Traditionally, the end of one year and the start of another, is a time for taking stock of what we have achieved and accomplished. It is a time for reflecting on what we have been doing, and asking if we want to keep doing these things while trying to follow the same path in the new year. A healthy approach to reflection swings between those things that we feel we are personally responsible for, and the wider, worldly domain in which we are a simply one actor among many.
This week I am going to sit down and try and capture some of my reflections, both personal and strategic, about what I believe needs to be done to support the ongoing transformation of our media in the coming year, and what we might stop doing so that we don’t exhaust ourselves in a futile attempt to keep the certainties of the past alive.
I’d like to do this while also reflecting on how we can maintain a forward-looking and positive outlook, and not give in the fatalism or dejection. I would like to foster, for myself at least, a continuing sense of progress in promoting improvement and positive change.
It’s very easy at the end 2019 to be massively disheartened and depressed. I think I’m a little bit of both. The political climate is confusing and polarising. The certainties and expectations that many of us have held on to in the past have been destabilised. The urge to ‘get things done’ at all costs, has taken over from the prudence and caution of ‘looking before you leap.’ Certainty and uncertainty are now intermixed and intertwined, and it’s difficult to make sense of what’s going on, who to trust, and where to grab hold of something solid.
We are destined to live in interesting times, as the cliché goes. But the real question is, of whose making are those times, and what will our individual and collective responses be as we try to get to grips with them? On what basis will we sort and sift the temperate voices from those who advocate disruptive change? And from those who advocate, in a calmer manner, a sense of peaceful and measured reflection.
The changes and pressure that we face are deeper rooted than the headlines that we see in few newspapers. The headlines and Tweets that we see in our social media feeds and relayed in our broadcast media might suggest one thing, that we are all heading in one direction, but calm reflection and thinking will help us to understanding that we might, instead, be heading in a completely different direction altogether. As Luke Skywalker says in the Last Jedi, the assumptions that we are making about how events will turn out are almost certainly wrong.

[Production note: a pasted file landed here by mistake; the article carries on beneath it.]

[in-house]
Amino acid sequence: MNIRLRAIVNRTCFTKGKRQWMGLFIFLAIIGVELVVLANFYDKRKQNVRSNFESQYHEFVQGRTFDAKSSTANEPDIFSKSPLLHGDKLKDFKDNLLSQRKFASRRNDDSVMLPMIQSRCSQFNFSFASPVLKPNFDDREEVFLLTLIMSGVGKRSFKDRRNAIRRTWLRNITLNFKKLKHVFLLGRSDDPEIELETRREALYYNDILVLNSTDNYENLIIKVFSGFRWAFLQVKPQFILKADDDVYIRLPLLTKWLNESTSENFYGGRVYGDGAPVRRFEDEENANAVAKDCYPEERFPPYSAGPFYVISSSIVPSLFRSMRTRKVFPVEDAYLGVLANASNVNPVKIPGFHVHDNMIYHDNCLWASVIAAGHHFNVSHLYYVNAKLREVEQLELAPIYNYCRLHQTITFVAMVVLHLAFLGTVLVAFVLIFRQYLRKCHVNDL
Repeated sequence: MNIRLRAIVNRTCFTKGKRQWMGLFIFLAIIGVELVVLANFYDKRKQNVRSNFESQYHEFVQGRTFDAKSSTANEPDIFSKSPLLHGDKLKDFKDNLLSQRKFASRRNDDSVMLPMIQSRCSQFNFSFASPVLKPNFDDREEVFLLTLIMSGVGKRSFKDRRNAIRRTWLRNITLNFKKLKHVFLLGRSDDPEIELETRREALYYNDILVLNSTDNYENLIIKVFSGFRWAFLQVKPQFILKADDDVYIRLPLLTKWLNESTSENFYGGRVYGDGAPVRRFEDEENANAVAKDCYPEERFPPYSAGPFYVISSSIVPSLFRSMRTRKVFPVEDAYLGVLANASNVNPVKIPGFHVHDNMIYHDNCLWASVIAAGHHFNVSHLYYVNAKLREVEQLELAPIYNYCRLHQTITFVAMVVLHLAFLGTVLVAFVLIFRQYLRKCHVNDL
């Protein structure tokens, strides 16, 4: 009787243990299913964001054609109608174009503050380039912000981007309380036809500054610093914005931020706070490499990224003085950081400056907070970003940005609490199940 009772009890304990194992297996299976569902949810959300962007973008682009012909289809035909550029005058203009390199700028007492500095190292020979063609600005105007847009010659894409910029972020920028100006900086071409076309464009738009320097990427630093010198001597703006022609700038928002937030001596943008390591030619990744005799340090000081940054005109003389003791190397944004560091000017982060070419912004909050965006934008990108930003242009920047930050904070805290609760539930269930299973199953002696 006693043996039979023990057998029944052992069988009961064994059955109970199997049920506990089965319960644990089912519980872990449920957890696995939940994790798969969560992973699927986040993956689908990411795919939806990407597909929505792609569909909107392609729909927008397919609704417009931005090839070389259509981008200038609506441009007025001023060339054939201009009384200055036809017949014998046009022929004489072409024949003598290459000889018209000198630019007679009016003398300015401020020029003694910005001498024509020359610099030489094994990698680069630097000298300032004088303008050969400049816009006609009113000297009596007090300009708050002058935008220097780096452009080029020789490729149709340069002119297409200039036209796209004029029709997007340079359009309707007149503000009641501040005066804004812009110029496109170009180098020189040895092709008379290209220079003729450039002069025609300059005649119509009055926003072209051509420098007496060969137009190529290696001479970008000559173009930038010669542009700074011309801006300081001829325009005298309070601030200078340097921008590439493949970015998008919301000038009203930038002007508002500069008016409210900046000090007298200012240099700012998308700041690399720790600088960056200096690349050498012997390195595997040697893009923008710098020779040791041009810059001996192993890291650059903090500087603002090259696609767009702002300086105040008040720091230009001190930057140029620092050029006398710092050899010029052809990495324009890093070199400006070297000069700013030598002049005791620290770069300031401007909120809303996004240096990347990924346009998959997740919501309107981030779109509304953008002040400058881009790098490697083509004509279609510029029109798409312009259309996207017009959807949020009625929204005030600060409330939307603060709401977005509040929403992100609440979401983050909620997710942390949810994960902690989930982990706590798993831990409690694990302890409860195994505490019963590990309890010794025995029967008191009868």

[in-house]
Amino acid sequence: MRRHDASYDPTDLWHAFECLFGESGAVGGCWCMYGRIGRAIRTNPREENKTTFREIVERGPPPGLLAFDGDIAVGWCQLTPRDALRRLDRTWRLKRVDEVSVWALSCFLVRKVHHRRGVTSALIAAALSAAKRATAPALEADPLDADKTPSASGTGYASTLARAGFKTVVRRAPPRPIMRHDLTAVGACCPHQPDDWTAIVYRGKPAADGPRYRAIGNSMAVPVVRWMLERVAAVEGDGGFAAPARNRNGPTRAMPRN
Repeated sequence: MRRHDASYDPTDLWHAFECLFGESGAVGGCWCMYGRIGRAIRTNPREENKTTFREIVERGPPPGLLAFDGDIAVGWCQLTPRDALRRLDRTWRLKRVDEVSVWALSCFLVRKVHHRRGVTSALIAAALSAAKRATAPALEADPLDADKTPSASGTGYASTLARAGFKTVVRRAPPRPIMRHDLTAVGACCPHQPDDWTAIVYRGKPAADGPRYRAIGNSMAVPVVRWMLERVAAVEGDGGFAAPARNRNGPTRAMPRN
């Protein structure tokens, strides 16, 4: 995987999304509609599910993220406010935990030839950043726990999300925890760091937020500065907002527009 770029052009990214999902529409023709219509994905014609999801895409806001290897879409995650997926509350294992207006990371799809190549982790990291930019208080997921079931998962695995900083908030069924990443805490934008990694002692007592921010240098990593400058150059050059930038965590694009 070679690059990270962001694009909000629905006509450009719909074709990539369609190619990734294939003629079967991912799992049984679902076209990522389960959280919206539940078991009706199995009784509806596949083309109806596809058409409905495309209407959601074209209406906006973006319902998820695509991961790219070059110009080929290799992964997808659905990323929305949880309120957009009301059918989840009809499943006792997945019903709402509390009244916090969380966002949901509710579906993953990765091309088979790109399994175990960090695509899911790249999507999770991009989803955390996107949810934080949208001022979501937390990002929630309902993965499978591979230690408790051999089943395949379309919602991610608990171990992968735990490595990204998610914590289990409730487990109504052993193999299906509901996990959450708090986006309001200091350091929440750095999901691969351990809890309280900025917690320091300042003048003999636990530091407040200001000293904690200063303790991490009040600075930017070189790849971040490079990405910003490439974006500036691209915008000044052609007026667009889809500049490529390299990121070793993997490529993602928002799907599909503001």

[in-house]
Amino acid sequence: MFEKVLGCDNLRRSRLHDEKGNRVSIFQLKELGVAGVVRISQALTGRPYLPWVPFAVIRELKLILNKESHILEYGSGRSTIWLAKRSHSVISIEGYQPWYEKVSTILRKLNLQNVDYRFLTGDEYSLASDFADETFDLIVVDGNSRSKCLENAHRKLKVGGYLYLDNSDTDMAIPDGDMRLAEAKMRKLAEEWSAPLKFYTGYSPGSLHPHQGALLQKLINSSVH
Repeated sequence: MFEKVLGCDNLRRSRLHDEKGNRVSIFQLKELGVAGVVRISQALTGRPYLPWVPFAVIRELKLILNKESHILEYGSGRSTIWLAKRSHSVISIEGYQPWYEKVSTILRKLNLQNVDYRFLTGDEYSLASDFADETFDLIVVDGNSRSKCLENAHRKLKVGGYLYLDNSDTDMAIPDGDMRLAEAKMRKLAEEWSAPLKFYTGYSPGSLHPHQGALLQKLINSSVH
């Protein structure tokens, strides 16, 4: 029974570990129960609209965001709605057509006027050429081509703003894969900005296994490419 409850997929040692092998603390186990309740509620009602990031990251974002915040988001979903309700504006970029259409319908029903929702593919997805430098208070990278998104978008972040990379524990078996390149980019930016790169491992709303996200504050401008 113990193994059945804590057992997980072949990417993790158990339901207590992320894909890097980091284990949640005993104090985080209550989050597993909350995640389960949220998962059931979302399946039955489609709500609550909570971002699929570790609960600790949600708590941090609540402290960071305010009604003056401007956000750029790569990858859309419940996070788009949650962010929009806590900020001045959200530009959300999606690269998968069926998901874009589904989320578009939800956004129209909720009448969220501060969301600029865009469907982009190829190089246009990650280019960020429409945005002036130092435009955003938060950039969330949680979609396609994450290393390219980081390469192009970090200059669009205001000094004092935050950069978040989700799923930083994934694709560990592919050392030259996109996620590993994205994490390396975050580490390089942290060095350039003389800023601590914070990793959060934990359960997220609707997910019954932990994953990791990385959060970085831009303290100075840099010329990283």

The social changes that we respond and react to, then, and the forces that drive them, will take some purposeful mental processing if we are to make focused and meaningful choices in the future. Some of the changes that have been most concerning for me, and the work I’ve been developing with Decentered Media, relate to the changes we are witnessing in personal communication, broadcast media, civic communication, learning and the workplace.
The sense of change in these areas is widespread and profound. These changes are giving rise to new challenges resulting from a global, interconnected and interdependent social economy. Technology disruption is at the forefront of many of these changes, as we are seeing the introduction of new platforms and services that reshape the way that we buy and sell things, connect with one another, organise how we get around, and how we entertain ourselves.
We tend to think of ourselves as living in a purely physical and material world. What we experience on a day-to-day basis leads us to believe that we are in a world of mechanical cause and effect, so it is understandable that we’ve not grasped the full implication of the shift from what Nicholas Negroponte called ‘atoms to bits,’ which is the defining feature of the shift of the information and digital economy.
Our lives will increasingly be organised less around the movement of goods and physical things, and more around the processing of data and the sharing of information. As we now commonly expect, there is probably an app that will service whatever request we want to make. Travel information, medical information, financial information, deliveries, stock levels, transactions, are all now played out in real time on our smartphones.
These changes have been a long time coming, but they are now being fully realised and are tangible. They are being accomplished, however, in a way that we are largely unprepared for. We are largely unready for the way that the decentralised economy, with its disruptive and transparent system of value creation, is going to change things.
What seems like an intangible set of ideas and concept, is rapidly becoming a tangible reality. The systems that are driving our social arrangements are no longer just reports in technology blogs or financial journals. The open ledger systems that are being created by blockchain pioneers (or crazy speculators depending on your view), are going to radically alter the whole basis of our economic, cultural and social systems.